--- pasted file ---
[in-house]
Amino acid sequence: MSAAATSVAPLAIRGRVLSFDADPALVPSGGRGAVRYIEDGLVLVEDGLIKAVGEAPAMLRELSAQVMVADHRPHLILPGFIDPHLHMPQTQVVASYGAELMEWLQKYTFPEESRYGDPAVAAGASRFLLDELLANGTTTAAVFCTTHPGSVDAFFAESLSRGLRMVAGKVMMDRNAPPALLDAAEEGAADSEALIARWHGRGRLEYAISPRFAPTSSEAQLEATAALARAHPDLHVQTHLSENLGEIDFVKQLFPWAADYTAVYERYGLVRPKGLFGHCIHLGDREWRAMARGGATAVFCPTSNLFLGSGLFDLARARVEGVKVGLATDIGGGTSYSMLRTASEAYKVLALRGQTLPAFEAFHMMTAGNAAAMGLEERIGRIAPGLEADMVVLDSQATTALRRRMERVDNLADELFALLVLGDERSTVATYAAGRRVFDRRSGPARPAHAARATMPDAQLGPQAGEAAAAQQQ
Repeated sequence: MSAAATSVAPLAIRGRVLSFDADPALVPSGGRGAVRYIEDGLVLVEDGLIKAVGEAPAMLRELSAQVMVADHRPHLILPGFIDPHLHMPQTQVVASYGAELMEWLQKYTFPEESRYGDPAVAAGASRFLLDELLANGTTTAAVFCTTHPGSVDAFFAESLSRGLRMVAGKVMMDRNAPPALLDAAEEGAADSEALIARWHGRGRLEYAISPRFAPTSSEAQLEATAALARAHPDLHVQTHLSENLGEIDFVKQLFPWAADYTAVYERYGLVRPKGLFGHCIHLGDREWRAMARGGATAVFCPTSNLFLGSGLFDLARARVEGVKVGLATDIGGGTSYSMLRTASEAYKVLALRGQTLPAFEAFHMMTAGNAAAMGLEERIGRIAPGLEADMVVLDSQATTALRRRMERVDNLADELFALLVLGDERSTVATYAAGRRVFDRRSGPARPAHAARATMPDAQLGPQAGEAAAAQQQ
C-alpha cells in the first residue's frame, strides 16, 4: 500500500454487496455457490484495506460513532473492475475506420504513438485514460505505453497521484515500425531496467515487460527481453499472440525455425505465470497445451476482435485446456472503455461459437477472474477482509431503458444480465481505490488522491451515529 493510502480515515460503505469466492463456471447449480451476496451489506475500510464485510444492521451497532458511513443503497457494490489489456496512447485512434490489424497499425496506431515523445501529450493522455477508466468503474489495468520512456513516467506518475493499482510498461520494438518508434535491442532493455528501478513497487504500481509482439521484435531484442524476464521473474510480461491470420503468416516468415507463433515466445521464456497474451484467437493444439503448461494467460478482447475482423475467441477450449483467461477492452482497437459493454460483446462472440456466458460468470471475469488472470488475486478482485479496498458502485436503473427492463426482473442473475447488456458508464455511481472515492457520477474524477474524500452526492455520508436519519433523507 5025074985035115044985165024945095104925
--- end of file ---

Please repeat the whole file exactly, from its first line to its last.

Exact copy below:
[in-house]
Amino acid sequence: MSAAATSVAPLAIRGRVLSFDADPALVPSGGRGAVRYIEDGLVLVEDGLIKAVGEAPAMLRELSAQVMVADHRPHLILPGFIDPHLHMPQTQVVASYGAELMEWLQKYTFPEESRYGDPAVAAGASRFLLDELLANGTTTAAVFCTTHPGSVDAFFAESLSRGLRMVAGKVMMDRNAPPALLDAAEEGAADSEALIARWHGRGRLEYAISPRFAPTSSEAQLEATAALARAHPDLHVQTHLSENLGEIDFVKQLFPWAADYTAVYERYGLVRPKGLFGHCIHLGDREWRAMARGGATAVFCPTSNLFLGSGLFDLARARVEGVKVGLATDIGGGTSYSMLRTASEAYKVLALRGQTLPAFEAFHMMTAGNAAAMGLEERIGRIAPGLEADMVVLDSQATTALRRRMERVDNLADELFALLVLGDERSTVATYAAGRRVFDRRSGPARPAHAARATMPDAQLGPQAGEAAAAQQQ
Repeated sequence: MSAAATSVAPLAIRGRVLSFDADPALVPSGGRGAVRYIEDGLVLVEDGLIKAVGEAPAMLRELSAQVMVADHRPHLILPGFIDPHLHMPQTQVVASYGAELMEWLQKYTFPEESRYGDPAVAAGASRFLLDELLANGTTTAAVFCTTHPGSVDAFFAESLSRGLRMVAGKVMMDRNAPPALLDAAEEGAADSEALIARWHGRGRLEYAISPRFAPTSSEAQLEATAALARAHPDLHVQTHLSENLGEIDFVKQLFPWAADYTAVYERYGLVRPKGLFGHCIHLGDREWRAMARGGATAVFCPTSNLFLGSGLFDLARARVEGVKVGLATDIGGGTSYSMLRTASEAYKVLALRGQTLPAFEAFHMMTAGNAAAMGLEERIGRIAPGLEADMVVLDSQATTALRRRMERVDNLADELFALLVLGDERSTVATYAAGRRVFDRRSGPARPAHAARATMPDAQLGPQAGEAAAAQQQ
C-alpha cells in the first residue's frame, strides 16, 4: 500500500454487496455457490484495506460513532473492475475506420504513438485514460505505453497521484515500425531496467515487460527481453499472440525455425505465470497445451476482435485446456472503455461459437477472474477482509431503458444480465481505490488522491451515529 493510502480515515460503505469466492463456471447449480451476496451489506475500510464485510444492521451497532458511513443503497457494490489489456496512447485512434490489424497499425496506431515523445501529450493522455477508466468503474489495468520512456513516467506518475493499482510498461520494438518508434535491442532493455528501478513497487504500481509482439521484435531484442524476464521473474510480461491470420503468416516468415507463433515466445521464456497474451484467437493444439503448461494467460478482447475482423475467441477450449483467461477492452482497437459493454460483446462472440456466458460468470471475469488472470488475486478482485479496498458502485436503473427492463426482473442473475447488456458508464455511481472515492457520477474524477474524500452526492455520508436519519433523507 5025074985035115044985165024945095104925